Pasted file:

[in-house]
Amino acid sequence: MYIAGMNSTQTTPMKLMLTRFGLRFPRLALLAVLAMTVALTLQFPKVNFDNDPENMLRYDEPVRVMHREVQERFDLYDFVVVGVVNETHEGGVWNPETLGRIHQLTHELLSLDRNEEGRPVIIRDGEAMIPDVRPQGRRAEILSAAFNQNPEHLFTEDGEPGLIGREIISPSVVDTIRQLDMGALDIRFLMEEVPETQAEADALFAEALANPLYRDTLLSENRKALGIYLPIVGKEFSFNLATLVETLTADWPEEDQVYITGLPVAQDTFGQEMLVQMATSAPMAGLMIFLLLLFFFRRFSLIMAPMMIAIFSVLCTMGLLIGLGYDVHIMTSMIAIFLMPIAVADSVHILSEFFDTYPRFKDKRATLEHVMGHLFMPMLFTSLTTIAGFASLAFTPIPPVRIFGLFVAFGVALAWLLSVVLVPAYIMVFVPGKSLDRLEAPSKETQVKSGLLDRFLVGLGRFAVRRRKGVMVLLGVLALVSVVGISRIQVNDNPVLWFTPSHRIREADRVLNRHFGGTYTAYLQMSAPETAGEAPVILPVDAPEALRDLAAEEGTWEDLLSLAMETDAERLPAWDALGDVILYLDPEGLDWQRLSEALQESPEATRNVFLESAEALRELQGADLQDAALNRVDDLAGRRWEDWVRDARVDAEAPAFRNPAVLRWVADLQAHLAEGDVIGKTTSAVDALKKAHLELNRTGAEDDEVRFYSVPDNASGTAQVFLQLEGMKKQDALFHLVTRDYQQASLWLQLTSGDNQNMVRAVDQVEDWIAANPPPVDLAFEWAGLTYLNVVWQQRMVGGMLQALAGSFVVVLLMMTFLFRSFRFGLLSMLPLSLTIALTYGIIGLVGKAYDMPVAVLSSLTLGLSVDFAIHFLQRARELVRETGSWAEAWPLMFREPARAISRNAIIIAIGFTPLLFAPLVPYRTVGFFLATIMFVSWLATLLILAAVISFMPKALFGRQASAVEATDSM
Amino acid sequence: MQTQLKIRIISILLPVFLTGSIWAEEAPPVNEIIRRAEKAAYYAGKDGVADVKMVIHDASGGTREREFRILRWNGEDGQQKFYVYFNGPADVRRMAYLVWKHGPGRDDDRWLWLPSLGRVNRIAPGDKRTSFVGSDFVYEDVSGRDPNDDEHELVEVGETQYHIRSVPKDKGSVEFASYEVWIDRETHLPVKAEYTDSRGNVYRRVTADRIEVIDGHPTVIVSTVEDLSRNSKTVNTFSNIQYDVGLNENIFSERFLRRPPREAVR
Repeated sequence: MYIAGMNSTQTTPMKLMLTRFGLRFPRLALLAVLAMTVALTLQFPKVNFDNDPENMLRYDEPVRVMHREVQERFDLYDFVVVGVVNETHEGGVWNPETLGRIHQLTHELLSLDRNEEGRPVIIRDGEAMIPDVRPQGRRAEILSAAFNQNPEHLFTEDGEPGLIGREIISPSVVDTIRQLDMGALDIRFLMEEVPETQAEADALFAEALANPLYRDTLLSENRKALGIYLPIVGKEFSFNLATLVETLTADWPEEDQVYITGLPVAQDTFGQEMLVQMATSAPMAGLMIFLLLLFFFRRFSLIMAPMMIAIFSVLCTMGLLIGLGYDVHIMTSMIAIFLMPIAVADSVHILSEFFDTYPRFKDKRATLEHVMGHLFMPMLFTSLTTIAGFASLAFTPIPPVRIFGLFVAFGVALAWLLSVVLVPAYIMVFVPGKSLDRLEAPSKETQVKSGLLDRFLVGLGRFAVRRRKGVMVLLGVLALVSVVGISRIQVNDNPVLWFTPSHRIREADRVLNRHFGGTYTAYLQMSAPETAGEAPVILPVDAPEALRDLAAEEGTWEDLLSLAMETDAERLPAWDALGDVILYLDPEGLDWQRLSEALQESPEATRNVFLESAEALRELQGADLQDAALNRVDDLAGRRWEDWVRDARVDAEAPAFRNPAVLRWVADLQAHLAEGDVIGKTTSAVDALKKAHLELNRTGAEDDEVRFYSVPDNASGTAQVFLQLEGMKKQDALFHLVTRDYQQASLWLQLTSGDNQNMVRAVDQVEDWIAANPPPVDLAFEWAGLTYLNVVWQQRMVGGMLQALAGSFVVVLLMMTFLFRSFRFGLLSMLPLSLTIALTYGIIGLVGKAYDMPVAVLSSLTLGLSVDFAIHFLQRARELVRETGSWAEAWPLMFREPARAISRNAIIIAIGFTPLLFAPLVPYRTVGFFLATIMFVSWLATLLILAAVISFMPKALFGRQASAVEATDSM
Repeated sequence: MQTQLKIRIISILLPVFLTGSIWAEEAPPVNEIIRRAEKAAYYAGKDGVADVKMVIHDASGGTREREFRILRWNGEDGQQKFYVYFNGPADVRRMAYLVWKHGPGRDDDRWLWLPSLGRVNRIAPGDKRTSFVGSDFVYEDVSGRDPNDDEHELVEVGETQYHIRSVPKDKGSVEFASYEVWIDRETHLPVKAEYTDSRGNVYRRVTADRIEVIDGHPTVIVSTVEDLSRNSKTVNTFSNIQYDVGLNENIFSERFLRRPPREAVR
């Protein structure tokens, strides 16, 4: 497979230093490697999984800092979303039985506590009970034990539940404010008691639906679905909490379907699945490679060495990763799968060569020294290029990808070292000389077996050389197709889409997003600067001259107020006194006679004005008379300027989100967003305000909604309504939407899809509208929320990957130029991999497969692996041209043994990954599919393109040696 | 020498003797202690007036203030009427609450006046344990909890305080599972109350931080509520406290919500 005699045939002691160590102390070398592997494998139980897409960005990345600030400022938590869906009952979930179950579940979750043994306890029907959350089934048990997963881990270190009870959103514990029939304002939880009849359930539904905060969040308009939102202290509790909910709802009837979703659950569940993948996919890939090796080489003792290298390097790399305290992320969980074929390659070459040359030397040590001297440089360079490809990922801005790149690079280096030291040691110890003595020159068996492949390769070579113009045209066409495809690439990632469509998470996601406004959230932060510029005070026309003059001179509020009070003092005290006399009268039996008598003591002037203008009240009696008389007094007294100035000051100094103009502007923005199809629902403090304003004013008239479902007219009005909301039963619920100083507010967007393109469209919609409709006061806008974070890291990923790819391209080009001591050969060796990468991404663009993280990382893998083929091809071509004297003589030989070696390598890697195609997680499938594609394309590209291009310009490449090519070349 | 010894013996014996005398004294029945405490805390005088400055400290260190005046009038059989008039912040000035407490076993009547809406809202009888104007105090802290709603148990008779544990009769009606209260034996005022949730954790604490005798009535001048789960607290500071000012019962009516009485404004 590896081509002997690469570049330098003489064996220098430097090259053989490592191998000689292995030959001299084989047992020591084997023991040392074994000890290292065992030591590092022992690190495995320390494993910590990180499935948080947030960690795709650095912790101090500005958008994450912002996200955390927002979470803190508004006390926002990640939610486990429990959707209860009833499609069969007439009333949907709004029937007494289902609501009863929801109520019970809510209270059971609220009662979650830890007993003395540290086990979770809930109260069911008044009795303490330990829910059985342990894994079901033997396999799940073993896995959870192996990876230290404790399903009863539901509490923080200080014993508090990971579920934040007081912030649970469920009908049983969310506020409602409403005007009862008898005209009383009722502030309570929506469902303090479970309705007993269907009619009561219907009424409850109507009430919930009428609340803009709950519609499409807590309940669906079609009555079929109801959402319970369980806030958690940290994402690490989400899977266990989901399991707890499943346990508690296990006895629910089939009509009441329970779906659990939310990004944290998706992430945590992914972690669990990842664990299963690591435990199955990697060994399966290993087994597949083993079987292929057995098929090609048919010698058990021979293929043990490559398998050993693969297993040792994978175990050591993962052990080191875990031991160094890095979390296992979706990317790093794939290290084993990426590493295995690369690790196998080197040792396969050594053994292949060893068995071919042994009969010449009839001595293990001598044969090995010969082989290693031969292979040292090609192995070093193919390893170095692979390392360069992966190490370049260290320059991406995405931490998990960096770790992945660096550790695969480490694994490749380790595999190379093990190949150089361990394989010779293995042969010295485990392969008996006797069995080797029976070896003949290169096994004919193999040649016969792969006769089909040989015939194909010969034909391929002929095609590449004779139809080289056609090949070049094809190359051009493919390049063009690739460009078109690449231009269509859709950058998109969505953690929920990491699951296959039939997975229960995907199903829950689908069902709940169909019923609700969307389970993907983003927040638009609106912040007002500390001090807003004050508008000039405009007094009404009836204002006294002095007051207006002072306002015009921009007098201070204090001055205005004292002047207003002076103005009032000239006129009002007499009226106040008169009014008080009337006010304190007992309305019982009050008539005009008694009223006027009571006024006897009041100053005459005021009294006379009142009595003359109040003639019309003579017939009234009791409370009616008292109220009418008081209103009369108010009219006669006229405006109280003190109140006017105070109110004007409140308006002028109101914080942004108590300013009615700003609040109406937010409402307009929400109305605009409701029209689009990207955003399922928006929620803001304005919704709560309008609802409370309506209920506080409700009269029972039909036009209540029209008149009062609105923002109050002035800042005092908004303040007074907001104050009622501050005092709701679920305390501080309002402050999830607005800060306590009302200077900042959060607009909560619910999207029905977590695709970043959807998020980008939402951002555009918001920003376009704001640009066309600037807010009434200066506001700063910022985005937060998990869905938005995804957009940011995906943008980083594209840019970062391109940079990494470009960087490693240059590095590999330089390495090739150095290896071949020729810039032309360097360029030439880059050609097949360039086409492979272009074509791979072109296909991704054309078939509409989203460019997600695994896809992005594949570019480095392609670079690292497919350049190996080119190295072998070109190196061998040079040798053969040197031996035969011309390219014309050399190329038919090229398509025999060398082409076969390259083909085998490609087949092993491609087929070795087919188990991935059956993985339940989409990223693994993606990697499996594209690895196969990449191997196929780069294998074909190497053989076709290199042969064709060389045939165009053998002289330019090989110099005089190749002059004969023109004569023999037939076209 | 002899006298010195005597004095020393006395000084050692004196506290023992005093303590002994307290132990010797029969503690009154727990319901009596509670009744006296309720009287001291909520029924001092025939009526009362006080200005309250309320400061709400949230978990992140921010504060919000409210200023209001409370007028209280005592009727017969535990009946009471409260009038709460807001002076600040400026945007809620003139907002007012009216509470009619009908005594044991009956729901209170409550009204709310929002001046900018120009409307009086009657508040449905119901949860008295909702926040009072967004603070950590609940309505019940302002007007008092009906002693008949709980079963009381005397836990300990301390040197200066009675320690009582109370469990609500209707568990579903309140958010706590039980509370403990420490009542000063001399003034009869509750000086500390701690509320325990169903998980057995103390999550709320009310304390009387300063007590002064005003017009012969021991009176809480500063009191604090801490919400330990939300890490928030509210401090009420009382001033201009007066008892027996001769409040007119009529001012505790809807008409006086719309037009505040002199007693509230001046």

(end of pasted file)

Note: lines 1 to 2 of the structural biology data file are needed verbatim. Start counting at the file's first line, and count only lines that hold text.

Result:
[in-house]
Amino acid sequence: MYIAGMNSTQTTPMKLMLTRFGLRFPRLALLAVLAMTVALTLQFPKVNFDNDPENMLRYDEPVRVMHREVQERFDLYDFVVVGVVNETHEGGVWNPETLGRIHQLTHELLSLDRNEEGRPVIIRDGEAMIPDVRPQGRRAEILSAAFNQNPEHLFTEDGEPGLIGREIISPSVVDTIRQLDMGALDIRFLMEEVPETQAEADALFAEALANPLYRDTLLSENRKALGIYLPIVGKEFSFNLATLVETLTADWPEEDQVYITGLPVAQDTFGQEMLVQMATSAPMAGLMIFLLLLFFFRRFSLIMAPMMIAIFSVLCTMGLLIGLGYDVHIMTSMIAIFLMPIAVADSVHILSEFFDTYPRFKDKRATLEHVMGHLFMPMLFTSLTTIAGFASLAFTPIPPVRIFGLFVAFGVALAWLLSVVLVPAYIMVFVPGKSLDRLEAPSKETQVKSGLLDRFLVGLGRFAVRRRKGVMVLLGVLALVSVVGISRIQVNDNPVLWFTPSHRIREADRVLNRHFGGTYTAYLQMSAPETAGEAPVILPVDAPEALRDLAAEEGTWEDLLSLAMETDAERLPAWDALGDVILYLDPEGLDWQRLSEALQESPEATRNVFLESAEALRELQGADLQDAALNRVDDLAGRRWEDWVRDARVDAEAPAFRNPAVLRWVADLQAHLAEGDVIGKTTSAVDALKKAHLELNRTGAEDDEVRFYSVPDNASGTAQVFLQLEGMKKQDALFHLVTRDYQQASLWLQLTSGDNQNMVRAVDQVEDWIAANPPPVDLAFEWAGLTYLNVVWQQRMVGGMLQALAGSFVVVLLMMTFLFRSFRFGLLSMLPLSLTIALTYGIIGLVGKAYDMPVAVLSSLTLGLSVDFAIHFLQRARELVRETGSWAEAWPLMFREPARAISRNAIIIAIGFTPLLFAPLVPYRTVGFFLATIMFVSWLATLLILAAVISFMPKALFGRQASAVEATDSM